Joe Jonas called into “The Morning Call” to discuss Music, Founding DNCE and its Future.
Check out the interview below:
LEHIGH VALLEY MUSIC: Hey Joe, how are you?
JOE JONAS: “I’m good, John, how are you doing?”
Just fine, thanks. Let’s jump into this: Tell me about the new album. I know it’s been out about two months, but what were you looking to do? How do you think it turned out? Tell me the story of it.
“Yeah, well, this is was a band I feel like I always kind of been excited to be able to get going and get started. So I hooked up with a couple friends of mine and said, ‘Hey guys, let’s get together and make a record.’ And cut to a year and a half later, and we’re touring. [Laughs]
“This is our second headlining tour and it’s just … the tickets have gone so quick and we’re so overwhelmed to play for so many people. And it genuinely feels great and so special. And the fan reaction, we couldn’t be more blessed.”
Between the EP and the album, did anything change? I mean, did you develop at all? Tell me the story that went into making the album.
“Yeah, I definitely feel that as a band we came together – closer. We were able to really find ways to develop and get more creative and kind of define the DNCE sound. I really feel like the album itself is a pretty good example of the body – who we are as a band.”
Tell me about the new single “Body Moves.” What was behind that? How does the song come together?
“Yeah, the song ‘Body Moves’[laughs], it’s about having a special connection with somebody.”
“Having a few drinks, letting loose and maybe it’s a little dangerous and you’re finding your way back to your or their apartment and kind of that moment – that feeling that you get.”
Is it something that you went through? Is it autobiographical?
“Yeah, definitely. Everything on the record is – whether it’s emotional, if it’s just sexual, fun, um, it could be a moment in time. We try to pull from personal experiences.”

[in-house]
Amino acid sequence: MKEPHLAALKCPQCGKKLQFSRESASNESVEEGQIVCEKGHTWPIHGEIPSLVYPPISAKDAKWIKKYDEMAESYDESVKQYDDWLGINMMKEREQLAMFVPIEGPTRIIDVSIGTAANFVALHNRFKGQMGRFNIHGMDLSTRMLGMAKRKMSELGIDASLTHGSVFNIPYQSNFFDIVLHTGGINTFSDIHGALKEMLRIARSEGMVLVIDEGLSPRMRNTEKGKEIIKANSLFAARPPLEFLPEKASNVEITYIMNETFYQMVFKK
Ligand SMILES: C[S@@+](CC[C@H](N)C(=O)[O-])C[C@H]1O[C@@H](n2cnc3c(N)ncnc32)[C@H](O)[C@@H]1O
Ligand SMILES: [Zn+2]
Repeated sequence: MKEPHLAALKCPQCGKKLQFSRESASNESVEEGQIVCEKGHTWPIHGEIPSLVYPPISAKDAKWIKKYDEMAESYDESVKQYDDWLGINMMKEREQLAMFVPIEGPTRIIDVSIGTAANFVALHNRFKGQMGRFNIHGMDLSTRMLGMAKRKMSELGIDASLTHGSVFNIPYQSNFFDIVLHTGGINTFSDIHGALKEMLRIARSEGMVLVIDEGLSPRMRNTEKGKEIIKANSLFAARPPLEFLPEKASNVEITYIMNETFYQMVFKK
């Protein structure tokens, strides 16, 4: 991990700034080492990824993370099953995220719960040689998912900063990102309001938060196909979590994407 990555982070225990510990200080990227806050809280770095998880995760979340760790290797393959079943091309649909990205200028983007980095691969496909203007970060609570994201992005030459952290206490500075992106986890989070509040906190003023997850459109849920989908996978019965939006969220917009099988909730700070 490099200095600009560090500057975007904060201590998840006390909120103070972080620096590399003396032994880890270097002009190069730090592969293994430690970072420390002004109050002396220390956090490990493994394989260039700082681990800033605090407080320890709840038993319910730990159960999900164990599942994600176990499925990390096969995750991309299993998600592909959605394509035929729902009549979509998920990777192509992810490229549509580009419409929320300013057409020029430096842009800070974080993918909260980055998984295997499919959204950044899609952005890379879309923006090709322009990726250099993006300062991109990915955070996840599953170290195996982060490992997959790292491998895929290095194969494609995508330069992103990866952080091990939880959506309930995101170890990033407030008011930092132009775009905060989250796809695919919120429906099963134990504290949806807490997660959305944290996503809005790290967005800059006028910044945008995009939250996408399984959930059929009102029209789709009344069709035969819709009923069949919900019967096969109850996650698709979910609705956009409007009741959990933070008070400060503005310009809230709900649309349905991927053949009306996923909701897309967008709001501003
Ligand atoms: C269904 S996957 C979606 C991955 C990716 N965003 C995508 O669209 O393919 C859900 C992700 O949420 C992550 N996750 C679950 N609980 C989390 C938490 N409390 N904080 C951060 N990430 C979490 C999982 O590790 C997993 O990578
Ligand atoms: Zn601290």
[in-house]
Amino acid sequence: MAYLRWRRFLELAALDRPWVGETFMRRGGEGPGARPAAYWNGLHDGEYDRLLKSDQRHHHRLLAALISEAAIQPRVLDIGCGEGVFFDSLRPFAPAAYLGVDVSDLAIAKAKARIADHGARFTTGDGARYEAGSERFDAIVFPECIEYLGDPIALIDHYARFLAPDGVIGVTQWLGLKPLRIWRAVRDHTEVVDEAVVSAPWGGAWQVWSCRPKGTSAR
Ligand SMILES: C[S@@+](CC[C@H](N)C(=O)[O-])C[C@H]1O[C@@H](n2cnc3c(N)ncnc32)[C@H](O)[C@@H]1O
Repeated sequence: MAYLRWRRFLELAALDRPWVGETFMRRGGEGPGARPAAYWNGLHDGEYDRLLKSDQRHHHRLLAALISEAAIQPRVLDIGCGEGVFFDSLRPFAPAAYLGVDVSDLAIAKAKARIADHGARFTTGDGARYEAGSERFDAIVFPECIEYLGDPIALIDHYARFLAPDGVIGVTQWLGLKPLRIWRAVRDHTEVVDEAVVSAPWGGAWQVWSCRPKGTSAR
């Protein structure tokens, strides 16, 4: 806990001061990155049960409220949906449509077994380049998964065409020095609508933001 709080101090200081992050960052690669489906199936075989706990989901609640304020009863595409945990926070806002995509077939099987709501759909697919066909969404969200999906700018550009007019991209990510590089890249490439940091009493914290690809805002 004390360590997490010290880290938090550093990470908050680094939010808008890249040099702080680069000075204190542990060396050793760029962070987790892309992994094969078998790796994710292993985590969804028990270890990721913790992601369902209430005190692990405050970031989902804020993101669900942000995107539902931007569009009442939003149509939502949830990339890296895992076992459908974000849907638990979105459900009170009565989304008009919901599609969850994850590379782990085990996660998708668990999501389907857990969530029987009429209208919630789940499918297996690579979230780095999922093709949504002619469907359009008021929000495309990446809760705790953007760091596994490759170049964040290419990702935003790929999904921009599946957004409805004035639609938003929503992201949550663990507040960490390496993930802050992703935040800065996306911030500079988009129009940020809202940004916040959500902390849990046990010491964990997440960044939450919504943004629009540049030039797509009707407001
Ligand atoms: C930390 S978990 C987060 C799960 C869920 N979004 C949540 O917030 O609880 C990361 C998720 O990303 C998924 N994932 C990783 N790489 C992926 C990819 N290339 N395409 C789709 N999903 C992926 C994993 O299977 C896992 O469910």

OK, so let me take a step back. And obviously “Cake by the Ocean” was such a huge hit. Number one, was that a surprise of you – how well that song did?
“You know, I think we had no expectations of how it would do. We kind of just said to ourselves, ‘Let’s see what happens.’ And, like, knock on wood, we have a song that connects with a crowd and a group of people, and we hope that it can transcend and go far. So [laughs] we’re overwhelmed we still hear it on the radio. That’s crazy to us.”
I had read that that was almost a toss-off song; that you guys never intended to release that. Was that correct?
“We didn’t really know where it was going to go. We felt like it was just the first song we had a breakthrough at what the sound could be like. But once the connection really stuck with the audience and we for weeks we played it for people around us – label people, management – and they freaked out and they’re like, ‘This is definitely the song to go with as a first single.’ From then on, we were like, ‘Alright, we have the first one.’ We were lucky with the first song, and that makes everything much easier.”
Did that sort of decide the direction you guys went in, or did you guys have a sound in mind when you recorded the EP and the album?
“Yeah, it definitely was the song that kind of, um, set the direction of what we wanted to do. It was one of those things, like you don’t really know what’s gonna happen when you get in the studio with some friends and a new band. That ‘Cake by the Ocean’ is gonna be the … You know, if we can release that to start with, then I think we can go with whatever we really want musically, because it’s such a [laughs] left-of-center tune.”
Yeah, absolutely, yeah. Tell me this: Your solo album [2007 solo debut] “Fastlife” – why didn’t that connect as well as DNCE has? I mean, what do you think was the difference?
“I’d say, probably, it was maybe a few too many cooks in the kitchen. You know, I was between records with The Jonas Brothers. And I feel like you’ve gotta be able to go through kinds of experiences to really find the style of music you want.
“We’re lucky enough to have this career as a job – be able to make music for a living. And you don’t know what’s gonna connect, what’s not. And I’m proud of that music – I listened back, actually, the other day, I was just going down memory lane and playing the songs. Thing is, there’s a lot of growing I did musically and as a songwriter.”